Lunch with Amy Update
During November, we'll go back to our usual haunt, Panera by the Dayton Mall. All are invited! Join Amy on Thursdays at 11:30 a.m.


Humanitarian Giving Action Group
The next meeting of the HGAG will be on Wed., November 16 at 7 p.m. in the Founders room. All are welcome and invited to attend!


Chalice Night
Our next Chalice Night is Fri., November 11 at 6:30 p.m. We'll be showcasing member talent with an open mic night (if you're interested in presenting, contact Duane Ferguson! Join us for dinner and enjoy the musings of your fellow Fellowshippers!


Planned Parenthood Book Sale
The Planned Parenthood Book Sale is scheduled for November 11 - 13 at the Montgomery County Fairgrounds. This is a huge event and an important fundraiser for our local P.P. For more information, contact Lynn Haven.


Socrates Café
MVUUF is collaborating with the Wright State Retiree Association in sponsoring Socrates Café. It starts on Tue., November 8 at 1 p.m. with a brown bag lunch (coffee provided), following by the choice of a topic of interest and then a lively, respectful discussion. This is a good opportunity to meet interesting people and explore the world of ideas. For planning purposes, please RSVP to Jim Faulconer.


Membership Joining Session
A membership Joining Session will be held on Sun., November 13 at 12:30 p.m. in the Founders room. This 45-minute session is for people who have been friends or visitors of MVUUF for awhile and are ready to join as official members. We'll talk about the MVUUF leadership organization structure, member expectations and stewardship. We will also talk about the induction service we'll have on Sun., December 4. Finally, we will fill in some forms to put you on the official membership roster. Please let Kristin Freeman (Fellowship Administrator) know if you can attend. She can be reached at 436-3628 or  Kristin or Scott Leonard can answer questions you may have. If you are ready to join but cannot attend the Nov. 13 meeting, please contact Kristin and we'll see if we can make different arrangements.


Evening Book Club
Please join us at 7:00 p.m. on the second Tuesday of the month at Christopher's Restaurant (2318 Dorothy Ln., Kettering).   For more information, contact Ann Snively.
November 18 - The Bells, by Richard Harvell
December 13 - A Tree Grows in Brooklyn, by Betty Smith
January 10 - The Elephant and the Dragon, by Robyn Meredith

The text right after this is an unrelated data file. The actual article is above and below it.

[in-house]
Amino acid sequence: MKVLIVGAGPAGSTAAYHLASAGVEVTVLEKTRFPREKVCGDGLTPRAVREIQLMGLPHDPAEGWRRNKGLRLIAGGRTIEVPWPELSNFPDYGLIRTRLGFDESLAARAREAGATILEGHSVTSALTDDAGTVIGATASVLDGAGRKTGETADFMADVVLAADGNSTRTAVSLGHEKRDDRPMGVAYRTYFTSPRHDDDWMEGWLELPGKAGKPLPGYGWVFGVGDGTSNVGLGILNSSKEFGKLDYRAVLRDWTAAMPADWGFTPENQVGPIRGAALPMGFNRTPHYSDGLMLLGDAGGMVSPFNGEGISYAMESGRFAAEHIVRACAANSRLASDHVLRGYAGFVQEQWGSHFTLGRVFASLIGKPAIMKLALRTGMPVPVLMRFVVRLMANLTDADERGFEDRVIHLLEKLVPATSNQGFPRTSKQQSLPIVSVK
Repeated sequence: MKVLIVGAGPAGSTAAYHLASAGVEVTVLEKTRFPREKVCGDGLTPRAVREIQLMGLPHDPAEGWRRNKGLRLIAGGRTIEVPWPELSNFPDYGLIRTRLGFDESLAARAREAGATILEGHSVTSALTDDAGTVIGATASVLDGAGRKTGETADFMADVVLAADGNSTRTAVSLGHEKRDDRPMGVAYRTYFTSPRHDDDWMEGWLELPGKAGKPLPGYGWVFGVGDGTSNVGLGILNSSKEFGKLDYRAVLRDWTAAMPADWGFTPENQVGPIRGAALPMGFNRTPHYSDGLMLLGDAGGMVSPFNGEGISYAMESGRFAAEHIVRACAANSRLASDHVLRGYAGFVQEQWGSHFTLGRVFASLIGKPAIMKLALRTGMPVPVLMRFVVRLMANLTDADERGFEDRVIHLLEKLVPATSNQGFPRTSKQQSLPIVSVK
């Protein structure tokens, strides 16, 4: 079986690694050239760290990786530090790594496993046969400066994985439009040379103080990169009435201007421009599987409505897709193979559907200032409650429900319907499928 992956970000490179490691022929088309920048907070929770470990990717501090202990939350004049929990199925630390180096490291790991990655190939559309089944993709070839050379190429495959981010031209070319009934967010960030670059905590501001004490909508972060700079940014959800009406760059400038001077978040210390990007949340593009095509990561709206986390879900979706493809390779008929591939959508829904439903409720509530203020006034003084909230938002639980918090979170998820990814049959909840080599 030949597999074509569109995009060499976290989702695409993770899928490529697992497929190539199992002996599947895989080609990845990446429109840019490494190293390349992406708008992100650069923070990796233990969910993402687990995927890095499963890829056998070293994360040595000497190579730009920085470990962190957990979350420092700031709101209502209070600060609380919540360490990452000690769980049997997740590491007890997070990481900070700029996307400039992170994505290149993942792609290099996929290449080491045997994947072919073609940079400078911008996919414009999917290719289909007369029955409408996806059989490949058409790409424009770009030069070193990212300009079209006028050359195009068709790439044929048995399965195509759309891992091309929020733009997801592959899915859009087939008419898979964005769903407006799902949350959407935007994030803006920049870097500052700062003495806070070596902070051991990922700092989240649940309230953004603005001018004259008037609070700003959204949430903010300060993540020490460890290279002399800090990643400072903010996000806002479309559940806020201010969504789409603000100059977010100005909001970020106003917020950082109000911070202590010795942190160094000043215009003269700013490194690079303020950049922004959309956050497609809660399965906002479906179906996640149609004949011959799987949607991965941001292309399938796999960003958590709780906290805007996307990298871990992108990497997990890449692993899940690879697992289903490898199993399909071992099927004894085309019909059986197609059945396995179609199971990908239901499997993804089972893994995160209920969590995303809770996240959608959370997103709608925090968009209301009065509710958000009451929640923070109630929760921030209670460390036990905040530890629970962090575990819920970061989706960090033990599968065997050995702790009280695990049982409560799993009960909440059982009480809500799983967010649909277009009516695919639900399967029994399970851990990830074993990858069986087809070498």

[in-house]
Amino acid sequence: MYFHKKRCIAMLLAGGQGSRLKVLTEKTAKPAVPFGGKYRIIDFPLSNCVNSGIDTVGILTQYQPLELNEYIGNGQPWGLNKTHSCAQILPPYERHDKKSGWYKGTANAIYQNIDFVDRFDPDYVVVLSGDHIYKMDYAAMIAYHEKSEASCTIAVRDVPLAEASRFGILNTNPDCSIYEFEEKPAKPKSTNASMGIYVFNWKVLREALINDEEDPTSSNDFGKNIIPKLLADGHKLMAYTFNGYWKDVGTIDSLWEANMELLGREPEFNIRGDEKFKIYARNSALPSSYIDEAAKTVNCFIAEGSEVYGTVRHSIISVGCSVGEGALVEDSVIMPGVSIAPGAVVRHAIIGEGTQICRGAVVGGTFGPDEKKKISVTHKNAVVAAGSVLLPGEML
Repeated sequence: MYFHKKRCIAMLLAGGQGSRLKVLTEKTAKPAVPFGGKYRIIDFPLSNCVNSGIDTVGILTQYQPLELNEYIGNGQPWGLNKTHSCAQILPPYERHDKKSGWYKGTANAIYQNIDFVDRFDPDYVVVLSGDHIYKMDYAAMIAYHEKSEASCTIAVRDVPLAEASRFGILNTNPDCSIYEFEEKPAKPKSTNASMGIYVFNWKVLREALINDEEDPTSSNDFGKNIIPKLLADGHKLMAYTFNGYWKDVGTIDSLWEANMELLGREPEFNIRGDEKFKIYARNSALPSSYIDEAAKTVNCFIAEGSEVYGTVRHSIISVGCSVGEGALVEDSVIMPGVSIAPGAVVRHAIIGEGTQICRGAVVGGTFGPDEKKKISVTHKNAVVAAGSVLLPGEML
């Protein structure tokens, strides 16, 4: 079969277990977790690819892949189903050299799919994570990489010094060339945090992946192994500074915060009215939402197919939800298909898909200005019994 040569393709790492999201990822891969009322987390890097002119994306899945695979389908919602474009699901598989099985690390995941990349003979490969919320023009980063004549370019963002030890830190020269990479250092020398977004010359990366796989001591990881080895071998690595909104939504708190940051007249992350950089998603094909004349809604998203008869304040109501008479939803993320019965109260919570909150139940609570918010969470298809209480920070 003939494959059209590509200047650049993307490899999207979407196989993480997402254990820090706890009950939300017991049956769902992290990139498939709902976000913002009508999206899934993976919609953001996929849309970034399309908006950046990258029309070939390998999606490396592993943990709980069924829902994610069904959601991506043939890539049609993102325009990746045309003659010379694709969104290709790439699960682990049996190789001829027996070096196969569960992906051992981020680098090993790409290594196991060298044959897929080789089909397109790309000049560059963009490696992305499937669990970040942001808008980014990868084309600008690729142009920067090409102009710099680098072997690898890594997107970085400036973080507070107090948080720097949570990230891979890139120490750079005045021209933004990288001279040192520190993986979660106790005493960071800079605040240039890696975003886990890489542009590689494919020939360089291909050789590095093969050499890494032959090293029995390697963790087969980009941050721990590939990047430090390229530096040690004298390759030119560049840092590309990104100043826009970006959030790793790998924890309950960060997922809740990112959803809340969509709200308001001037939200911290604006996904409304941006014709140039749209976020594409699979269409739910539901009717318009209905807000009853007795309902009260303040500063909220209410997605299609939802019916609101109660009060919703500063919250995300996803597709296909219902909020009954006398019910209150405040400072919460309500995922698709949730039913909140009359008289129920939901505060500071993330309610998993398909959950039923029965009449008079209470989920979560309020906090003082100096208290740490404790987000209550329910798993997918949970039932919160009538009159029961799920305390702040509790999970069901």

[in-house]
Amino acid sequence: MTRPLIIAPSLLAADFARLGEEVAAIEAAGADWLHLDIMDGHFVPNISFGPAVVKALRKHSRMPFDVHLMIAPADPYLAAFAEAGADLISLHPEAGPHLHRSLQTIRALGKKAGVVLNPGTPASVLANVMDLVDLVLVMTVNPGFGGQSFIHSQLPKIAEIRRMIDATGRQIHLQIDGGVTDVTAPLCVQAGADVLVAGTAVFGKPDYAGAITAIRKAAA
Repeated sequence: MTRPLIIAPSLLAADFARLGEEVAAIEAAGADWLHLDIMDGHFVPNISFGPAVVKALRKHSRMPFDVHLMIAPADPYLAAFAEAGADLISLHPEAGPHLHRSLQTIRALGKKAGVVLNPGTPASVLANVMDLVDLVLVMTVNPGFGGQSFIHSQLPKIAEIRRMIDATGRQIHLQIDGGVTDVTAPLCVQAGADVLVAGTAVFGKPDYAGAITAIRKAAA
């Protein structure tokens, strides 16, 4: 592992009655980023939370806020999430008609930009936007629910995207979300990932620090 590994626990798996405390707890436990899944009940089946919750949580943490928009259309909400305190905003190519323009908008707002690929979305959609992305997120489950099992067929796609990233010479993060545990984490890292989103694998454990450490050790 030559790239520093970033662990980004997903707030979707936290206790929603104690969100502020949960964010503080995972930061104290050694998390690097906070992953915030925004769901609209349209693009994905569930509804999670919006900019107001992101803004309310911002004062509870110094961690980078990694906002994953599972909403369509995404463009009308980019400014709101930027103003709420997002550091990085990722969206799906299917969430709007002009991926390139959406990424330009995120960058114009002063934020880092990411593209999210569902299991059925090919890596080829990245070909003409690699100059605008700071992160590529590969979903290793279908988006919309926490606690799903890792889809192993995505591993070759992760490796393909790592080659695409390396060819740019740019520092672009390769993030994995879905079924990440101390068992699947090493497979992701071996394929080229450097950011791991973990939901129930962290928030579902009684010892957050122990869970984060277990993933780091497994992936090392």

February 14 - American Pastoral, by Philip Roth
March 13 - Paris Wife, by Paula McLain


Daytime Book Club Title*
November 16 - A Singular Woman - The Untold Story of Barack Obama's Mother, by Janny Scott
December 7 - Skipping Christmas, by John Grisham **Potluck at the home of Carol Vincent**
January TBA - Dreamers of the Day, by Mary Doria Russell
February TBA - Still Alice, by Lisa Genova
March TBA - What's the Matter with Kansas? How Conservatives Won the Heart of America, by Thomas Frank
*We meet one Wednesday a month, at 10:30 a.m., in the Fellowship Library. We then go out for lunch together. All are welcome!


Welcome to Joel Araujo!
Hi everybody! My name's Joel Araujo and I'm really excited about being your Student Minister for the following church year. I'm entering MVUUF with a lot of enthusiasm, and that enthusiasm has been reflected back to me by those of you who I've had the pleasure of talking to so far.


I'm an anomaly amongst ministers in that I was born Unitarian Universalist. During high school, when I wasn't involved in school and community theater, I was a Youth Leader and served on the district Youth/Adult Committee. After graduation I took a few years off school and helped cultivate a Young Adult group in Cincinnati (my hometown). I enrolled at the University of Cincinnati in 2002 and received my Associate of Arts.


During this time I became very involved with local and national politics. I worked for Draft Clark and later Clark for President, as well as Hardenbrook for US congress. I also worked for the Campaign to Repeal Article XII, a discriminatory amendment to the Cincinnati city charter denying the city's GLBTQ citizens fair housing and employment.


During 2005 I realized both my theater and political experiences were a mere shadow to my true calling of Unitarian Universalist ministry. Since then I have graduated cum laude from the College of Mount St. Joseph with a B.A. in Religious Studies and have been studying at Meadville Lombard Theological School pursuing my M.Div.


My family really keeps me grounded. I met my wife, Jeannie, on MySpace (I know, MySpace of all places!) and we married each other December of 2009. In doing so I took the responsibility of being a stepfather to a young lady, Savannah, who entered Middle School this fall.


When I introduced myself to you I quoted W.E.B. Dubois by saying "Today is the seed time, now are the hours of work, and tomorrow comes the harvest and the playtime." To continue with the metaphor I would like to become something of a 'seed collector' during my initial time here at MVUUF. I'd like to talk to as many people as possible and learn what 'harvest' you would like to see at our Fellowship; what goals you would like to see accomplished, where you would like to see our congregation, what dreams do you hold for your religious home. So if you see me around, don't hesitate to chat me up! 

We are a liberal religious community that embraces diversity and respects the inherent worth and dignity of every person.  ALL are welcome here, no matter their race, sex, sexual/affectional orientation, gender expression, or ability.

Please visit us on Sunday mornings at 11 a.m. for our worship service - we'd love to see you!